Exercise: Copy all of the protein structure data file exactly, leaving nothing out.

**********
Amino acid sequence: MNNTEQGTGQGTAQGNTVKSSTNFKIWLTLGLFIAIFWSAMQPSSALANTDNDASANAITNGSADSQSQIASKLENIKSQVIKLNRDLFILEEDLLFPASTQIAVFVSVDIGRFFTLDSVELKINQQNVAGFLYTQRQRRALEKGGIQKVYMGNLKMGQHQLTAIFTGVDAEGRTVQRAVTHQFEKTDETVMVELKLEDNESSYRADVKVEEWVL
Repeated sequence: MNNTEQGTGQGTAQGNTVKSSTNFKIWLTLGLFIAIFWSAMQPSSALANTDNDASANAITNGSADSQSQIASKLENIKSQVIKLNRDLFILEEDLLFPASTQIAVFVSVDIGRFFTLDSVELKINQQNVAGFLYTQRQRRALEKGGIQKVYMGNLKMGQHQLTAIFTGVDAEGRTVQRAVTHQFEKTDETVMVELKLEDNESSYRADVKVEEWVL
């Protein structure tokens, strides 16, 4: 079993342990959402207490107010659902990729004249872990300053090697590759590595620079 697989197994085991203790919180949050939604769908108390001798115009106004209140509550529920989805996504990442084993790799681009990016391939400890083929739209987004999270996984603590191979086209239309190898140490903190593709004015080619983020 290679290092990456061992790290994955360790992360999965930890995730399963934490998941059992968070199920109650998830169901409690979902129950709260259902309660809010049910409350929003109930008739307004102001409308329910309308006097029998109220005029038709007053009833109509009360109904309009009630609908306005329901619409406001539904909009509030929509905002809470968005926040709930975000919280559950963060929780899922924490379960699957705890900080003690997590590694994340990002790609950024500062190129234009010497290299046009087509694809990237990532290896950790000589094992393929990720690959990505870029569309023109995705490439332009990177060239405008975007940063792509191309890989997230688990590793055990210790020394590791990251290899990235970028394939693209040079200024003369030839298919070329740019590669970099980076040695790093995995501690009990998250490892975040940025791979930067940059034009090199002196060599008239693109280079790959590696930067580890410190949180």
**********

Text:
Amino acid sequence: MNNTEQGTGQGTAQGNTVKSSTNFKIWLTLGLFIAIFWSAMQPSSALANTDNDASANAITNGSADSQSQIASKLENIKSQVIKLNRDLFILEEDLLFPASTQIAVFVSVDIGRFFTLDSVELKINQQNVAGFLYTQRQRRALEKGGIQKVYMGNLKMGQHQLTAIFTGVDAEGRTVQRAVTHQFEKTDETVMVELKLEDNESSYRADVKVEEWVL
Repeated sequence: MNNTEQGTGQGTAQGNTVKSSTNFKIWLTLGLFIAIFWSAMQPSSALANTDNDASANAITNGSADSQSQIASKLENIKSQVIKLNRDLFILEEDLLFPASTQIAVFVSVDIGRFFTLDSVELKINQQNVAGFLYTQRQRRALEKGGIQKVYMGNLKMGQHQLTAIFTGVDAEGRTVQRAVTHQFEKTDETVMVELKLEDNESSYRADVKVEEWVL
């Protein structure tokens, strides 16, 4: 079993342990959402207490107010659902990729004249872990300053090697590759590595620079 697989197994085991203790919180949050939604769908108390001798115009106004209140509550529920989805996504990442084993790799681009990016391939400890083929739209987004999270996984603590191979086209239309190898140490903190593709004015080619983020 290679290092990456061992790290994955360790992360999965930890995730399963934490998941059992968070199920109650998830169901409690979902129950709260259902309660809010049910409350929003109930008739307004102001409308329910309308006097029998109220005029038709007053009833109509009360109904309009009630609908306005329901619409406001539904909009509030929509905002809470968005926040709930975000919280559950963060929780899922924490379960699957705890900080003690997590590694994340990002790609950024500062190129234009010497290299046009087509694809990237990532290896950790000589094992393929990720690959990505870029569309023109995705490439332009990177060239405008975007940063792509191309890989997230688990590793055990210790020394590791990251290899990235970028394939693209040079200024003369030839298919070329740019590669970099980076040695790093995995501690009990998250490892975040940025791979930067940059034009090199002196060599008239693109280079790959590696930067580890410190949180």